NEW YORK (Reuters Health) - Bottled water is not necessarily healthier or safer than tap water, Tampa, Florida-based sports nutritionist Cynthia Sass told the American College of Sports Medicine 11th annual Health & Fitness Summit in Dallas.
Twenty-five percent of all bottled water is actually repackaged tap water, according to Sass.
“Bottled water doesn’t deserve the nutritional halo that most people give it for being pure,” she says. “If you’re not an exclusive bottled water drinker, you may find it worthwhile to check into filtering your tap water to save money.”
In a recent Gallop survey, most consumers said they drink bottled water because they perceive it to be purer than tap water. Taste and convenience are also factors.
Because bottled water is considered a food, it is regulated by the US Food and Drug Administration. Tap water is regulated by the U.S. Environmental Protection Agency. Both types of water are subject to testing for contaminates.
But Sass points out that an estimated 60 to 70 percent of all bottled water in the U.S. is packaged and sold within the same state, which exempts it from FDA regulation. And 1 in 5 states do not regulate that bottled water.
Moreover, tests on 1,000 bottles of 103 different brands of bottled water found man-made chemicals, bacteria and arsenic in 22 percent of the bottles.
Tap water is also not immune to contamination problems. While most cities meet the standards for tap water, some tap water in the 19 U.S. cities tested was found to contain arsenic, lead, and pesticides, Sass told the conference.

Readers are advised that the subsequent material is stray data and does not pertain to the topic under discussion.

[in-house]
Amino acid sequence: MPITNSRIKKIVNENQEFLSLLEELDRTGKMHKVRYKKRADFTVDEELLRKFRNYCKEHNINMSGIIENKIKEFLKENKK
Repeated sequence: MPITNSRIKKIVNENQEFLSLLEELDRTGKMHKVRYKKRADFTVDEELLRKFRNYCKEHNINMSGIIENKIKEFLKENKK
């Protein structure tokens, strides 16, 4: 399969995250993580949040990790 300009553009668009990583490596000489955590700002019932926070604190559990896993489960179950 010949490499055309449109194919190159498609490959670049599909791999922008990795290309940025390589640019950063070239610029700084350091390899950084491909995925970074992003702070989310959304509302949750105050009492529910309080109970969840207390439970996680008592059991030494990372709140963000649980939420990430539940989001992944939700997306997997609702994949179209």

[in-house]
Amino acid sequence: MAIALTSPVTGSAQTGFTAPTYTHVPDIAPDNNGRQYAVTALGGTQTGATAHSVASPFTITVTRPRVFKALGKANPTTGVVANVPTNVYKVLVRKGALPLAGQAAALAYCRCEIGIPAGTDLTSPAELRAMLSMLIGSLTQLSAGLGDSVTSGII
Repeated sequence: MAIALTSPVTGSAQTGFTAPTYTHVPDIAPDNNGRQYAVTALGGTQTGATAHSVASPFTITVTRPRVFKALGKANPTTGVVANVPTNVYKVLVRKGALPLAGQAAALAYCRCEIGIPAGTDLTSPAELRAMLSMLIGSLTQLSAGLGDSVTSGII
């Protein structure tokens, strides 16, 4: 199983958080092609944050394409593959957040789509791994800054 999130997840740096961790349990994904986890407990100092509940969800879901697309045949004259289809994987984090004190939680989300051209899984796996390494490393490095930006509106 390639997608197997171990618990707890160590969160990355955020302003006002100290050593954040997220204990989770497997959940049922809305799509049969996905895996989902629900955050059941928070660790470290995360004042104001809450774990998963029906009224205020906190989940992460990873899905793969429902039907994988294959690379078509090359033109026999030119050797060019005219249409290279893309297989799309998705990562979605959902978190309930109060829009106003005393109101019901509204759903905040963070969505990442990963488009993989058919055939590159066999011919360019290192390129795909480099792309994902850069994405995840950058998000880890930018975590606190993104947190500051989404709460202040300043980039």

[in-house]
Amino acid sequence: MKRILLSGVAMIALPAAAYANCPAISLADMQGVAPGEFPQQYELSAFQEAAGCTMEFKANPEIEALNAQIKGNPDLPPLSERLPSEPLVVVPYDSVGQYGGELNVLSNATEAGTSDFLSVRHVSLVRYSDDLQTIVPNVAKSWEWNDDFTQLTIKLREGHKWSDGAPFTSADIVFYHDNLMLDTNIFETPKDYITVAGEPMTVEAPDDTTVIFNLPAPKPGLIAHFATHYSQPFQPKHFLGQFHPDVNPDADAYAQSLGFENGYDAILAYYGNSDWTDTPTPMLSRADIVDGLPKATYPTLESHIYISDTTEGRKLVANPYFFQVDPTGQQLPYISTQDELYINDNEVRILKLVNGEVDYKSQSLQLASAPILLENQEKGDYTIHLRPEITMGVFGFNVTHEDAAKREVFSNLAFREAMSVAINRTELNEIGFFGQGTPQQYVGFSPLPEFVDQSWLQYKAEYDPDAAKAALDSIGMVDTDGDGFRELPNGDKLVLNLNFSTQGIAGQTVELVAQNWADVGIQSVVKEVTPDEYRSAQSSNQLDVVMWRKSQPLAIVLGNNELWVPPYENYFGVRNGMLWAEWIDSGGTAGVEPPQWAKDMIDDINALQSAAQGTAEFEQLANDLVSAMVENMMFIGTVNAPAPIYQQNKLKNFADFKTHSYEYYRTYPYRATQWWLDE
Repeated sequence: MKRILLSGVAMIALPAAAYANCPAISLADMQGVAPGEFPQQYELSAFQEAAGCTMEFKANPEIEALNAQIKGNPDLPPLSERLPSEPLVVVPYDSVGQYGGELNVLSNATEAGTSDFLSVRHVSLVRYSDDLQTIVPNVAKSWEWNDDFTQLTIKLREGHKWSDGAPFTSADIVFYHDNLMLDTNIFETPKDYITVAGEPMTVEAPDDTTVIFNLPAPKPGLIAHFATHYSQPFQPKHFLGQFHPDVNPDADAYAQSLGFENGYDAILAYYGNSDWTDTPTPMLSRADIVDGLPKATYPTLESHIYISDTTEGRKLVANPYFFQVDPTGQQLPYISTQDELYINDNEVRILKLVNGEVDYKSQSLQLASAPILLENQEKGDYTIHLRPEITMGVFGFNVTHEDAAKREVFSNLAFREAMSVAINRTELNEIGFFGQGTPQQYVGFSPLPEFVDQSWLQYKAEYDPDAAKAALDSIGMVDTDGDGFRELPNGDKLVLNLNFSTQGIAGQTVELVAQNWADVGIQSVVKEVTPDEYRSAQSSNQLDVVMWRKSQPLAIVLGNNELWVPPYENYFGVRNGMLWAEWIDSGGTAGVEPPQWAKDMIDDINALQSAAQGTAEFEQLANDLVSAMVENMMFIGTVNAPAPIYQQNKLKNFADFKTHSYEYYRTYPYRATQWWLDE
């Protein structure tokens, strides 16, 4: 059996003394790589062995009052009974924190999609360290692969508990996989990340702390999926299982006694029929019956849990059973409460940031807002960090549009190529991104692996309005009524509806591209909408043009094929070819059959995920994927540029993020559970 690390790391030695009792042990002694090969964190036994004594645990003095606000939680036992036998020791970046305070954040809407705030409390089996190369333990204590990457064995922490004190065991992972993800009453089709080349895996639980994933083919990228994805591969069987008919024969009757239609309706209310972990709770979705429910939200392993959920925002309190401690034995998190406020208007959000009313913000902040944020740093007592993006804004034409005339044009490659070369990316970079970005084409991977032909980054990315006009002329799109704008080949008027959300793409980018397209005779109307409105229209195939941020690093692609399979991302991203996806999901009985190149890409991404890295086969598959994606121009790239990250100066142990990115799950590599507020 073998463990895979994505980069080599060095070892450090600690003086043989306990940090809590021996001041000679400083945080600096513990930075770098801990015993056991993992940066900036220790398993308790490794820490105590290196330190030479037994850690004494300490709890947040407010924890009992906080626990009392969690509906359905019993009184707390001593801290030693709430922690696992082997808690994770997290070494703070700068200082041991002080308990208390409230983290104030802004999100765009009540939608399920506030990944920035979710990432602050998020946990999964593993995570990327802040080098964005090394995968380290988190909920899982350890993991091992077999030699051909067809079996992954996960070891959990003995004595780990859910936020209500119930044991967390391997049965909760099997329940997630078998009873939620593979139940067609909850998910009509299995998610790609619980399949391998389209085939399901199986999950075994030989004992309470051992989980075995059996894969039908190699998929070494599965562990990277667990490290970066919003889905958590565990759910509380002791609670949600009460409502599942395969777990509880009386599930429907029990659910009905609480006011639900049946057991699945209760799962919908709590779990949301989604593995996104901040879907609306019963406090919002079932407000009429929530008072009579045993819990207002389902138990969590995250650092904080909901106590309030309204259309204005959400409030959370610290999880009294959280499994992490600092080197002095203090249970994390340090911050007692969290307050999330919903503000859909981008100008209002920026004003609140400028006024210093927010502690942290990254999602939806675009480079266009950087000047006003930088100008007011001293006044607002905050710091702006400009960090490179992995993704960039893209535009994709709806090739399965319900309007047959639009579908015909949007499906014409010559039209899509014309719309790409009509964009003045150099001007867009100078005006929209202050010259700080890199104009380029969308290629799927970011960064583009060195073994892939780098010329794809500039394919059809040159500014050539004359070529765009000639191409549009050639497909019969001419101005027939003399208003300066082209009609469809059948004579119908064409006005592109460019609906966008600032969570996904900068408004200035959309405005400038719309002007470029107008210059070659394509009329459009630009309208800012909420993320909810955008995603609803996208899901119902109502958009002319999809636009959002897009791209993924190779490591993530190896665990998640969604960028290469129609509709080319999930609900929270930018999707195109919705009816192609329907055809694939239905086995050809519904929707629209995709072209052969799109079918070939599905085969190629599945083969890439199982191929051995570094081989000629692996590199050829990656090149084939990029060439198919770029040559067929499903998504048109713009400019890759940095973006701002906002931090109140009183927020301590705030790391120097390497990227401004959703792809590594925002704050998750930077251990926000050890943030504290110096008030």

While most healthy adults can tolerate exposure to trace amounts of these contaminates, some people, such as cancer patients undergoing chemotherapy, individuals who are HIV positive or recovering from a transplant or major surgery, pregnant women, children, and the elderly, are more vulnerable.
For these individuals, Sass favors bottled water treated with reverse osmosis, distilled water or city tap water with a filtering system certified by the National Sanitation Foundation.
As for the fitness water craze, skip it, Sass says, noting that fitness and specialty waters with not give an athlete an advantage or edge. In fact, vitamin-fortified waters may pose a risk for over-supplementation.
“Think of your one-a-day vitamin,” says Sass. “Some of these waters are multi-vitamins in a bottle, so read the label and compare with the rest of your daily intake, including food,” she advises.
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